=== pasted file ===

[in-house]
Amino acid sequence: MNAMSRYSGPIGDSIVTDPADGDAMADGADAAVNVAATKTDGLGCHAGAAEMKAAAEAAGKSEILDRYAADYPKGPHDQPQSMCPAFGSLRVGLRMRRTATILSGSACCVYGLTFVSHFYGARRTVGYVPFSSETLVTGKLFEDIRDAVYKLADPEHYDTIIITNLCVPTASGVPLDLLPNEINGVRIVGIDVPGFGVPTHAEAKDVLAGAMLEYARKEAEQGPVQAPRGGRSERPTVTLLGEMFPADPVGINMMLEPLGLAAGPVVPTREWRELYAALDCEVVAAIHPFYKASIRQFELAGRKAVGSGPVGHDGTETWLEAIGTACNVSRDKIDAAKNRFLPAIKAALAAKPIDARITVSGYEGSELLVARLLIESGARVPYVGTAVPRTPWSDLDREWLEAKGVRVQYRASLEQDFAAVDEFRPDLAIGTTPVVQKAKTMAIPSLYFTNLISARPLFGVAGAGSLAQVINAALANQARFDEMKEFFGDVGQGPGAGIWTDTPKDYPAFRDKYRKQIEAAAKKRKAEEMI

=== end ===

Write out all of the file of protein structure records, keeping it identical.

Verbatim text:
[in-house]
Amino acid sequence: MNAMSRYSGPIGDSIVTDPADGDAMADGADAAVNVAATKTDGLGCHAGAAEMKAAAEAAGKSEILDRYAADYPKGPHDQPQSMCPAFGSLRVGLRMRRTATILSGSACCVYGLTFVSHFYGARRTVGYVPFSSETLVTGKLFEDIRDAVYKLADPEHYDTIIITNLCVPTASGVPLDLLPNEINGVRIVGIDVPGFGVPTHAEAKDVLAGAMLEYARKEAEQGPVQAPRGGRSERPTVTLLGEMFPADPVGINMMLEPLGLAAGPVVPTREWRELYAALDCEVVAAIHPFYKASIRQFELAGRKAVGSGPVGHDGTETWLEAIGTACNVSRDKIDAAKNRFLPAIKAALAAKPIDARITVSGYEGSELLVARLLIESGARVPYVGTAVPRTPWSDLDREWLEAKGVRVQYRASLEQDFAAVDEFRPDLAIGTTPVVQKAKTMAIPSLYFTNLISARPLFGVAGAGSLAQVINAALANQARFDEMKEFFGDVGQGPGAGIWTDTPKDYPAFRDKYRKQIEAAAKKRKAEEMI